CFPB Report on Small Business Lending and the Great Recession Outlines Decline in Access to Credit and Uneven Recovery
The Consumer Financial Protection Bureau (CFPB) recently released a data point showing how small business lending has developed before, during, and after the recent Great Recession that took place from 2008-2009. The report found that small business access to credit declined during the recession, but it has unevenly recovered since.
The report, which uses geography and sources of lending to evaluate small business borrowing, says that “applying various measures of the Great Recession and Recovery to local geographies reveals that in many communities, their small business lending in 2017 still has not returned to pre-Recession levels.”
One of the main findings was the substantial variation in small business lending by county and state. There was a uniform decrease during the Great Recession, but the increases afterwards varied regionally. The Bureau found that states in the South and on the East Coast recovered more quickly than those in the West and the Great Plains.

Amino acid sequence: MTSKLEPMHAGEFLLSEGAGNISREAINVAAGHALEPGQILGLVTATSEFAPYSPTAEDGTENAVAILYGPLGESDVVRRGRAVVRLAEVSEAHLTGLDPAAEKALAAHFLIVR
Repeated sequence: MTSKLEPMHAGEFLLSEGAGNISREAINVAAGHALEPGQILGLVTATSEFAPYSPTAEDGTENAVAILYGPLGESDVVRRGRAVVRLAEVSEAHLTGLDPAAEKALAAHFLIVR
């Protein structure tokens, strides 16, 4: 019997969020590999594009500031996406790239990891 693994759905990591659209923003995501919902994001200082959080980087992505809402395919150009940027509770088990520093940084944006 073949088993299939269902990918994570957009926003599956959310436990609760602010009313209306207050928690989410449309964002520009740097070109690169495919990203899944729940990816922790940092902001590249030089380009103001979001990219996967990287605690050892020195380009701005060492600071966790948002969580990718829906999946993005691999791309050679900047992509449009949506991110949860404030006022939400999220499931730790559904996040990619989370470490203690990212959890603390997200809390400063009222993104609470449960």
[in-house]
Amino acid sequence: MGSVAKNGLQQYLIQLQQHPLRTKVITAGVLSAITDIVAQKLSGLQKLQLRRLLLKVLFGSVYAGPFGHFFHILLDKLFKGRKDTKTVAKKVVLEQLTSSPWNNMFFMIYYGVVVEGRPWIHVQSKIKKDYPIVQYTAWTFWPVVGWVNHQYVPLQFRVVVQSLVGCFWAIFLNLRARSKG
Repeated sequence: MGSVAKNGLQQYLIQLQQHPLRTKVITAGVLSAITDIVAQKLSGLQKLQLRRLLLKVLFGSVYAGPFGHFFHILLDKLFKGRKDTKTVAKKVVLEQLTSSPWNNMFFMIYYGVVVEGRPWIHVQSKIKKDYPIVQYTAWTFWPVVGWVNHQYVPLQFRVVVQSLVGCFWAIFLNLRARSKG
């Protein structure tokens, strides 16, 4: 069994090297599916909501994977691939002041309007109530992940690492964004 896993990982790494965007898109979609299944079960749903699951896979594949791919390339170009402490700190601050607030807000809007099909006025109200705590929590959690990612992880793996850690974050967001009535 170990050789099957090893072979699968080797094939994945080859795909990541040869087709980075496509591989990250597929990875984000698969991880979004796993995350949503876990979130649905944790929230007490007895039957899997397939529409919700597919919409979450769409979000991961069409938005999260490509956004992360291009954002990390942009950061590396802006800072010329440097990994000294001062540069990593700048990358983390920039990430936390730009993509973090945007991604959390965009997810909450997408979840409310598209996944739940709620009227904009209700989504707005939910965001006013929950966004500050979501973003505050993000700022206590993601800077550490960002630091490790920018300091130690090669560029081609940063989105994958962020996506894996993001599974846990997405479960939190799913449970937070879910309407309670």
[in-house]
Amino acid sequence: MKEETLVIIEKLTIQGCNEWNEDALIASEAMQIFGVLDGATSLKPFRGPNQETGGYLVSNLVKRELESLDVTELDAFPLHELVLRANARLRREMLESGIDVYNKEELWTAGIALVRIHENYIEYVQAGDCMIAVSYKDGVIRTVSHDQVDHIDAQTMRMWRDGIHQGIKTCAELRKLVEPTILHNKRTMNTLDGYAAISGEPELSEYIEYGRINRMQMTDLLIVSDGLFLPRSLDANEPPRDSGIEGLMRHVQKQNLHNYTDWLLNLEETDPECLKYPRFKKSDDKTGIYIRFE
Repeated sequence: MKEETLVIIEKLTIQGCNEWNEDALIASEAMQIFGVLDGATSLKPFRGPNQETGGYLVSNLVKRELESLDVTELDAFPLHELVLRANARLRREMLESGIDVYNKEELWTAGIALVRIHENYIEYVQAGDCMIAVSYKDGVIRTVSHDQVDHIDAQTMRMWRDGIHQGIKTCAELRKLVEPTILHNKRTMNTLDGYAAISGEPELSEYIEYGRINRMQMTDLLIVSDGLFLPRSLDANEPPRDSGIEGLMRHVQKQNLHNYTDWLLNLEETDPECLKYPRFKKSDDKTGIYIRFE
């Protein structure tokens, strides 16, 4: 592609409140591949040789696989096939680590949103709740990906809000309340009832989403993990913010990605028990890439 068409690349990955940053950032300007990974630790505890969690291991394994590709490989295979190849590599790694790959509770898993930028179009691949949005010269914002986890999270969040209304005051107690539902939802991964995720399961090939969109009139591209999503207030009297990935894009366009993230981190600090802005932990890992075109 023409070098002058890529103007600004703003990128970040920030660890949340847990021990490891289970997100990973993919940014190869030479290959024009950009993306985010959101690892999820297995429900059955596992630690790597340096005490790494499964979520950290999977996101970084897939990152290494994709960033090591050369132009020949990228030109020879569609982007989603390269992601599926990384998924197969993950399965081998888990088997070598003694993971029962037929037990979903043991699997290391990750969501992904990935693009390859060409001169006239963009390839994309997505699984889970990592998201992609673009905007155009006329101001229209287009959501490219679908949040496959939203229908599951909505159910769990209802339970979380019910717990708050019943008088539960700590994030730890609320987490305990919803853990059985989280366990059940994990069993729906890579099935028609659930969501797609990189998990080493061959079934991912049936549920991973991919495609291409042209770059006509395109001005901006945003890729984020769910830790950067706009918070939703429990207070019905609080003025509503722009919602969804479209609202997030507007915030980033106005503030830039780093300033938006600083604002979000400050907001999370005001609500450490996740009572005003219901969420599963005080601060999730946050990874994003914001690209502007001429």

Though the number of credit unions that offer lending products to small businesses has increased since the Great Recession, community banks have been less involved with small businesses. “The reductions in access to capital due to these challenges have been exacerbated by recent bank and branch closures, reducing the formal banking options available to small businesses,” the report reads.
The data point also recognizes that small businesses are prominent drivers of the U.S. economy, “employing just under 48 percent of all U.S. employees in 2017.”